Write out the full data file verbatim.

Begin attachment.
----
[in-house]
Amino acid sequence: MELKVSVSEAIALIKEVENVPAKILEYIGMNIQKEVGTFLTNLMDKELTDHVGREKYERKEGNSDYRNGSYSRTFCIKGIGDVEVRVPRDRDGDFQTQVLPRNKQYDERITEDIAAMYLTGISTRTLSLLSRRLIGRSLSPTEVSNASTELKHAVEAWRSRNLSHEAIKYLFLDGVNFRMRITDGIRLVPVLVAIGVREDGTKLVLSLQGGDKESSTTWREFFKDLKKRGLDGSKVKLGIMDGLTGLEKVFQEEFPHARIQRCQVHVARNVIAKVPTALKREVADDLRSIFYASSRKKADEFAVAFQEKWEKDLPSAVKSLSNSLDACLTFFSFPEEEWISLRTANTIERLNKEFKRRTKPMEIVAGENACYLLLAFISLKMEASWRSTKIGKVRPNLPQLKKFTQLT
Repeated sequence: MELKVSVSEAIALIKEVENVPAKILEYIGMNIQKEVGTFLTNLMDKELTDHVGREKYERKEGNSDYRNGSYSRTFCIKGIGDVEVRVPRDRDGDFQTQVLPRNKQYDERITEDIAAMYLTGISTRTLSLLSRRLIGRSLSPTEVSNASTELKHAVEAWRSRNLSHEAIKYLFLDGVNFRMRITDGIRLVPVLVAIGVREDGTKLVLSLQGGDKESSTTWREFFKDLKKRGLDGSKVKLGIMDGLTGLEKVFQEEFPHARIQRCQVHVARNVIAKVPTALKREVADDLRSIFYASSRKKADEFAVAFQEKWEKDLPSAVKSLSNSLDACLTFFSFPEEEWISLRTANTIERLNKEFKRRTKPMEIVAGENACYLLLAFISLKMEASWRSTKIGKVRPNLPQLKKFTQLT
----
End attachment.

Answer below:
[in-house]
Amino acid sequence: MELKVSVSEAIALIKEVENVPAKILEYIGMNIQKEVGTFLTNLMDKELTDHVGREKYERKEGNSDYRNGSYSRTFCIKGIGDVEVRVPRDRDGDFQTQVLPRNKQYDERITEDIAAMYLTGISTRTLSLLSRRLIGRSLSPTEVSNASTELKHAVEAWRSRNLSHEAIKYLFLDGVNFRMRITDGIRLVPVLVAIGVREDGTKLVLSLQGGDKESSTTWREFFKDLKKRGLDGSKVKLGIMDGLTGLEKVFQEEFPHARIQRCQVHVARNVIAKVPTALKREVADDLRSIFYASSRKKADEFAVAFQEKWEKDLPSAVKSLSNSLDACLTFFSFPEEEWISLRTANTIERLNKEFKRRTKPMEIVAGENACYLLLAFISLKMEASWRSTKIGKVRPNLPQLKKFTQLT
Repeated sequence: MELKVSVSEAIALIKEVENVPAKILEYIGMNIQKEVGTFLTNLMDKELTDHVGREKYERKEGNSDYRNGSYSRTFCIKGIGDVEVRVPRDRDGDFQTQVLPRNKQYDERITEDIAAMYLTGISTRTLSLLSRRLIGRSLSPTEVSNASTELKHAVEAWRSRNLSHEAIKYLFLDGVNFRMRITDGIRLVPVLVAIGVREDGTKLVLSLQGGDKESSTTWREFFKDLKKRGLDGSKVKLGIMDGLTGLEKVFQEEFPHARIQRCQVHVARNVIAKVPTALKREVADDLRSIFYASSRKKADEFAVAFQEKWEKDLPSAVKSLSNSLDACLTFFSFPEEEWISLRTANTIERLNKEFKRRTKPMEIVAGENACYLLLAFISLKMEASWRSTKIGKVRPNLPQLKKFTQLT